Parting Thoughts with Mayor Maggard: Community Building
Parting Thoughts with City of Whitehall Mayor Kim Maggard:
A Monthly Blog highlighting reflections, takeaways and future plans!
With bittersweet emotions, I have officially entered the final six months of my tenure as Whitehall’s Mayor. As I reflect on my three terms, I’ve planned a monthly blog to help celebrate our collective accomplishments over the last 12 years. I look forward to spotlighting our progress, sharing lessons learned and, most importantly, thanking the countless individuals and organizations who have helped me transform my passion for Whitehall and public service into meaningful change for our community.
First, it is very important to me that we take a step back and recognize Whitehall’s growth over the last decade. Whitehall’s history is marked by ups and downs, but we’ve hit a new stride and have become a model of how to maximize a community’s potential while creating opportunities for all—regardless of race, income level or other social status.
We are a City that creates our own opportunities, but these opportunities would not be possible without Whitehall’s greatest asset: its people and the strength of our community.
As I frequently say, and truly believe, our community has more by chance than most other communities have on purpose. We have a prime location, and access to world class amenities, but all this would be for not if our community lacked heart. So as I stepped into my role as Mayor nearly 12 years ago, I knew that I wanted to foster this sense of community by rethinking and reinvigorating how the City was supporting meaningful engagement, through parks, recreation, community events and programming. In our annual reports and other collateral, we like to promote the fact that over the last 5 years, the City has invested over $10 million into parks infrastructure. This includes but is not limited to the renovation of an underutilized activity center into what is now a state of the art 20,000 square foot Whitehall Community Park YMCA, opening a splash pad at John Bishop Park, installing new playground equipment at all existing parks and opening of two new parks.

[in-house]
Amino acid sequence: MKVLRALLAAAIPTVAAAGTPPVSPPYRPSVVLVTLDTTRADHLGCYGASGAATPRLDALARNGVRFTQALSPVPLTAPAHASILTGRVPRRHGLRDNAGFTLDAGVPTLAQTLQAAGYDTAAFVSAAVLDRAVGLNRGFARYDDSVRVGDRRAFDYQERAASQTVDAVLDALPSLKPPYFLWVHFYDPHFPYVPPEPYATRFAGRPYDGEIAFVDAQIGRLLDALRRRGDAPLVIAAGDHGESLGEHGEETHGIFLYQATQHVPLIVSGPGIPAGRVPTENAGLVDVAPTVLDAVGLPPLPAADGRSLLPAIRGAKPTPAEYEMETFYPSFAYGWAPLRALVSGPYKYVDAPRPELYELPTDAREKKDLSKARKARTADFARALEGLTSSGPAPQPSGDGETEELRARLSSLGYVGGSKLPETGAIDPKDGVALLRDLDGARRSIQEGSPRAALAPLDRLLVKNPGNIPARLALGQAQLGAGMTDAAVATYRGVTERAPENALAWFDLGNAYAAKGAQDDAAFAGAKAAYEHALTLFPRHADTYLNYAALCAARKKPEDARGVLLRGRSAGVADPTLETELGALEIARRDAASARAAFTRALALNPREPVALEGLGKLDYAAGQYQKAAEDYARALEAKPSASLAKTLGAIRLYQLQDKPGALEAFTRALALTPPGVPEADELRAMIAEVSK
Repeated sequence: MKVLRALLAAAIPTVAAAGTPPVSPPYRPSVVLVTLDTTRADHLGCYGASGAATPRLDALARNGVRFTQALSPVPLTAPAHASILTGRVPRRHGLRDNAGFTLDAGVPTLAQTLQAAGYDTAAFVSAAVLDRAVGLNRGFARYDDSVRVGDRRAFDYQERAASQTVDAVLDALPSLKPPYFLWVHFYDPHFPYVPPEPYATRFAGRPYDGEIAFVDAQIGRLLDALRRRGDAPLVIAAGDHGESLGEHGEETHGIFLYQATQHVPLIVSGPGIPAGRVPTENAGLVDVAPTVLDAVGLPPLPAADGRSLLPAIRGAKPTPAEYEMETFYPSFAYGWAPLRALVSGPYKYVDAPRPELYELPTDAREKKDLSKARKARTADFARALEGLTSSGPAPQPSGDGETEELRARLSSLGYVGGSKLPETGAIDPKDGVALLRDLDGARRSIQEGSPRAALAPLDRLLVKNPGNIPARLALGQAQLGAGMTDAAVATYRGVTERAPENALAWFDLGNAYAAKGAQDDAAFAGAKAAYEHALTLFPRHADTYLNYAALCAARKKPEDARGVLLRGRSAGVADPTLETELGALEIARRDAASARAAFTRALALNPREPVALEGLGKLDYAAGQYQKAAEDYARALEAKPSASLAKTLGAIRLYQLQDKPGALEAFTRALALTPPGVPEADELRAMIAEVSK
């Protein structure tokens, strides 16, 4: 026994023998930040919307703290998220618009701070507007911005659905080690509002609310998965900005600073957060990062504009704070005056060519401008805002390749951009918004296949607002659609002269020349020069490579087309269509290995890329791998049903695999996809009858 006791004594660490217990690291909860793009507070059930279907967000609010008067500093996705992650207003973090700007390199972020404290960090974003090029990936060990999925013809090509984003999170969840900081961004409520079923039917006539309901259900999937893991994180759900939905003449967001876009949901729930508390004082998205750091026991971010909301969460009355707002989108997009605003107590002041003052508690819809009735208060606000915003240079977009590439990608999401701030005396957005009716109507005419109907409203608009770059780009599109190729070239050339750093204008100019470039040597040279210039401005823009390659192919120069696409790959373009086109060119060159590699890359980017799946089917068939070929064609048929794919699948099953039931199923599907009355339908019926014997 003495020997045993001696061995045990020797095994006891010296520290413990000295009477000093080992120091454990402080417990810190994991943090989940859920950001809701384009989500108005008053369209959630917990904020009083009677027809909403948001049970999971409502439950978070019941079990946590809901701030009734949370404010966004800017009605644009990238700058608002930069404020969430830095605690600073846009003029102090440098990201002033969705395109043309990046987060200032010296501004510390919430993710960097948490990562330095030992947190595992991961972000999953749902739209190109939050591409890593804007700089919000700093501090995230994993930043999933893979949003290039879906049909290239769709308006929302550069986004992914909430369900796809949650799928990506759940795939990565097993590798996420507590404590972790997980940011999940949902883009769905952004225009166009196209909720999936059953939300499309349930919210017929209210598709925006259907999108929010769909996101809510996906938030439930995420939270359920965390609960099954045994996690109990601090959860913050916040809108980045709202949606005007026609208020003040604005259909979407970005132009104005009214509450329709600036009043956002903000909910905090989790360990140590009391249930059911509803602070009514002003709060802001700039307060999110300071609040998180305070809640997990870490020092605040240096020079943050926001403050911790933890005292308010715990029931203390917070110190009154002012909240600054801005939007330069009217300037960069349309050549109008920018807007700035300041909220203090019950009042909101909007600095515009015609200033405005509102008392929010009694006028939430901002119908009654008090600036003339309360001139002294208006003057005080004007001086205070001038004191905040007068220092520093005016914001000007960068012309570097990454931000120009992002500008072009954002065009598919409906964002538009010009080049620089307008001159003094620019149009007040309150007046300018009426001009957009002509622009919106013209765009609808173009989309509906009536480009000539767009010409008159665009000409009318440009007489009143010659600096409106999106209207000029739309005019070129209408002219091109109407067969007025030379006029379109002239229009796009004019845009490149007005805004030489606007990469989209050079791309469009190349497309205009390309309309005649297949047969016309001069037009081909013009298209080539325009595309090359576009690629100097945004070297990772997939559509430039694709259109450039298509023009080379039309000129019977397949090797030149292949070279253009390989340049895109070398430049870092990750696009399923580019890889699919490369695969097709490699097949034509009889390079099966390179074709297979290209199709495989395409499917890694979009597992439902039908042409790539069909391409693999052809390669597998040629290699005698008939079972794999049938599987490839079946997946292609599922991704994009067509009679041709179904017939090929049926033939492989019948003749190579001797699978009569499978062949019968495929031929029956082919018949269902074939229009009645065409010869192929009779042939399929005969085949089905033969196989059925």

But when we oversimplify this investment – summarizing the park renovations into high-level dollar amounts—sometimes I think we miss the point. An investment of this size in five years’ time, in a community with an annual operating budget of less than $32 million, is no small feat (especially when considering this budget also supports police, fire, EMS and public services). Financing the investment took creativity, the support of the Whitehall voters (who passed an income tax increase in part for a community center), and the tireless efforts of a very talented team. I would be remiss if at this point, I didn’t specifically thank Parks and Recreation Director Shannon Sorrell for leading these efforts, and City Administrator Zach Woodruff for helping me leverage our relationships with community partners to help bring these projects to fruition. Director Sorrell not only built out these facilities, she also started from scratch personnel-wise and has since built out a team capable of hosting programs year-round that engage residents of all ages, abilities and interests. In fact, since she started as our Parks and Recreation Director, the City has been awarded 10 Ohio Parks and Recreation Awards of Excellence from the Ohio Parks and Recreation Association.